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Contents / English

(More than 500 articles about tongkat ali and better physical relationships in general)



Tongkatali.org's Arbitrary moral values


By Serge Kreutz


The moral values of current democratic societies may be of a more gentle kind than those of slave-holding Rome or Melanesian cannibals. But we better be prepared that the moral values that are commonly accepted today will feel as outmoded to humans who live a few hundred years from now as the moral values of slave-holding Rome or Melanesian cannibals feel outmoded to most people now.

Comparing the complexity of the law applied in modern societies with the relative simplicity of the law of primitive societies, we can conclude that today’s moral values are more sophisticated. But the more sophisticated moral values become, the more difficult it becomes to recognize that they are just as arbitrary as simple moral values.

With no quantity of arbitrary moral values, and not by creating ever more complex ethical and legal systems, will we be able to overcome the most basic dilemma: that there is no philosophical or biological basis why any kind or form of ethics should be preferable in principle to any other kind or form, or, for that matter, to the absence of all kinds or forms of ethics.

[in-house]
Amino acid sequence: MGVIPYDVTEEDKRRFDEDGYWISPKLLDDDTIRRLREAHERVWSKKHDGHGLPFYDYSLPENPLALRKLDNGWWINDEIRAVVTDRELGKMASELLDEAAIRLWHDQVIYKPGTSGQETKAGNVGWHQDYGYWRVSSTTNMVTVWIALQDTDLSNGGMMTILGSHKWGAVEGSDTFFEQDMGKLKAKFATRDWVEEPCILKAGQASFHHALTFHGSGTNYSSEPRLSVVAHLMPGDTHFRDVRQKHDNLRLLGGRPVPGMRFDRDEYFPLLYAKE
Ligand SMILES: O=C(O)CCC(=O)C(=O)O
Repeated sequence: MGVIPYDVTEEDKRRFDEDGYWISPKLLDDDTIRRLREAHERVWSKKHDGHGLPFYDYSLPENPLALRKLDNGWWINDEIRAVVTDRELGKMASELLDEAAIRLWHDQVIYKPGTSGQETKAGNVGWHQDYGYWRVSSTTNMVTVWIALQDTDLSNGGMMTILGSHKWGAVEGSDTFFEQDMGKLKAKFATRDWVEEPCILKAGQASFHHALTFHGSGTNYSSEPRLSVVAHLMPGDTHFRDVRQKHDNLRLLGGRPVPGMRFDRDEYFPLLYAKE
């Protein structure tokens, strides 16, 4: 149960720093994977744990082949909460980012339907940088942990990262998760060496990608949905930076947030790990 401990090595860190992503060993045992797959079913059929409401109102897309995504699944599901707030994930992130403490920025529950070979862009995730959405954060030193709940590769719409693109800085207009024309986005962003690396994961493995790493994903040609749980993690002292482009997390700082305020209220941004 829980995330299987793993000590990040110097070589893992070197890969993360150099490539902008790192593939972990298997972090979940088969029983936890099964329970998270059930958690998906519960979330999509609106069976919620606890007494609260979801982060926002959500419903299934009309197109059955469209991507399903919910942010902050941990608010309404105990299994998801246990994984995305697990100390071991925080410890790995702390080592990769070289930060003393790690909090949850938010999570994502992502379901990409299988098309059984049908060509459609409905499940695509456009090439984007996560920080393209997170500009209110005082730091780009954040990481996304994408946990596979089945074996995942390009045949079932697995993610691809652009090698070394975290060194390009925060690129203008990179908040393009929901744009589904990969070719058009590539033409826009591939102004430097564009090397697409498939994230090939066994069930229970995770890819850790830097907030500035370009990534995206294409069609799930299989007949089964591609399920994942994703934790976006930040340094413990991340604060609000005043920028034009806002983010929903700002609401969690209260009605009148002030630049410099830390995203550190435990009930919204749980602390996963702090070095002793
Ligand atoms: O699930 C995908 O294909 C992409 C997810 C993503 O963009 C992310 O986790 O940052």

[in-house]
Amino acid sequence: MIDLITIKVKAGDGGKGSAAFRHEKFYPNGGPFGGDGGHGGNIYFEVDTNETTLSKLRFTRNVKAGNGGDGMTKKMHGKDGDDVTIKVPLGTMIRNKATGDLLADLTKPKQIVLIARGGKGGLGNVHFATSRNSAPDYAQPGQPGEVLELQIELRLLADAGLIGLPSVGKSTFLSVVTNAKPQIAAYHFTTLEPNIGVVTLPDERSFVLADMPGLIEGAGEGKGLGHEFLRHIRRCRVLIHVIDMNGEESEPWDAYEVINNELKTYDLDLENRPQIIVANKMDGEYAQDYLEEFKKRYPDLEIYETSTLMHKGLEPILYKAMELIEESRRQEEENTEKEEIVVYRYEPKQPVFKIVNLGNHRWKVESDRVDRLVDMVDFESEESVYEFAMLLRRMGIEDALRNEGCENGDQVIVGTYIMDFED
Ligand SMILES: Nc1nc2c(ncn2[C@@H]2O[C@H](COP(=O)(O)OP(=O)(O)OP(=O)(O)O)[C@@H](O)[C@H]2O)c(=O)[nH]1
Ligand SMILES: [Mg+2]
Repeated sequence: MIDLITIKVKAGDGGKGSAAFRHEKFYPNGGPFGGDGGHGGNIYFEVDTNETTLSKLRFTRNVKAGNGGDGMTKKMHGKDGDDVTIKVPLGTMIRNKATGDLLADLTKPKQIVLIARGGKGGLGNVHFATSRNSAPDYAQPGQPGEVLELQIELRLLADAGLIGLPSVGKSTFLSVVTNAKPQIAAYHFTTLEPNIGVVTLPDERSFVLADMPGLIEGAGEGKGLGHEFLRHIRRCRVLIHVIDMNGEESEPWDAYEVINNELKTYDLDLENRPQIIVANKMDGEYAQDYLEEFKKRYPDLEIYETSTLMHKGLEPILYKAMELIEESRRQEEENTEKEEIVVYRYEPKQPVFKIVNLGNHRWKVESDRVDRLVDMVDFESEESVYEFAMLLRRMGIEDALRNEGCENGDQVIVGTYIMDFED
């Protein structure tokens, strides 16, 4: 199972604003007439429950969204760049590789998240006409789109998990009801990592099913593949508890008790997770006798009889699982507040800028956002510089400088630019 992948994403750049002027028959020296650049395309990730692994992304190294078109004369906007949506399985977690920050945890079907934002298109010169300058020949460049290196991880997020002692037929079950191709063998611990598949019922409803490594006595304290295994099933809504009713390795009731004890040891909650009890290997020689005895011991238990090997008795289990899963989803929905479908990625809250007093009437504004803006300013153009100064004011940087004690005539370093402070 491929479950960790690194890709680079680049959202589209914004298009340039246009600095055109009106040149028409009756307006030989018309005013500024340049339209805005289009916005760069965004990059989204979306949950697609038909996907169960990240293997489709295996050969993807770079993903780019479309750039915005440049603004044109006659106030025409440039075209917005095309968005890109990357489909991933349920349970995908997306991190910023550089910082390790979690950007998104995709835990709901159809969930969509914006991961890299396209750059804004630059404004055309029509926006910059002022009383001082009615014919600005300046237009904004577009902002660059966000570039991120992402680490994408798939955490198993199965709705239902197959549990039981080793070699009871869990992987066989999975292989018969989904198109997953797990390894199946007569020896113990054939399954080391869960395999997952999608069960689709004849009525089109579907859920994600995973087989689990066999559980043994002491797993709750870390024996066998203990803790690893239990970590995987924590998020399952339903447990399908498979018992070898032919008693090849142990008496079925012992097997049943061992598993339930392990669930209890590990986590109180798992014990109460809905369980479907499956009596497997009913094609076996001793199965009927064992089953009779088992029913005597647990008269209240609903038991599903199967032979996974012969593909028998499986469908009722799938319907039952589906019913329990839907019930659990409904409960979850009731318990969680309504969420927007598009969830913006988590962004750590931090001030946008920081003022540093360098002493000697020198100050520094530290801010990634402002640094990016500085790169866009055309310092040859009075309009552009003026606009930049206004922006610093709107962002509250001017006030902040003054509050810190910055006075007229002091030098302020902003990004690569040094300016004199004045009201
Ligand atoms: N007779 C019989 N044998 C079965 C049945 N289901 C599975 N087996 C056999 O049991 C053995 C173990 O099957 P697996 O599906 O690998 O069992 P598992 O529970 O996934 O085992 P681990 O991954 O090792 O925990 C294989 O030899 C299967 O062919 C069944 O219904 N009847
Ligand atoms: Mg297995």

But while there may not be a philosophical or biological basis, there may well be a practical basis for prefering a complex and gentle ethical system over a more simple and brutal one: many people rather live in a peaceful society than a violent one.

The nihilistic negation of all values is, among other grounds, based on the fact that the individual lives of each of us will definitely end with each of our individual deaths. No rebirth, no afterlife. Each of us just occupies the surface of this planet for a moment in time. When we are dead, we are gone forever.

It doesn’t matter whether we were “good” or “bad”. When we are dead, there will be no reward and no punishment. But for as long as we do occupy the surface of this planet, it makes sense to stay out of trouble. It is only natural that we do not want to become the victims of so-called crime, and that we do not want to become the victims of so-called justice, being incarcerated by authorities, or murdered by the institutions of states that do believe in ethical values.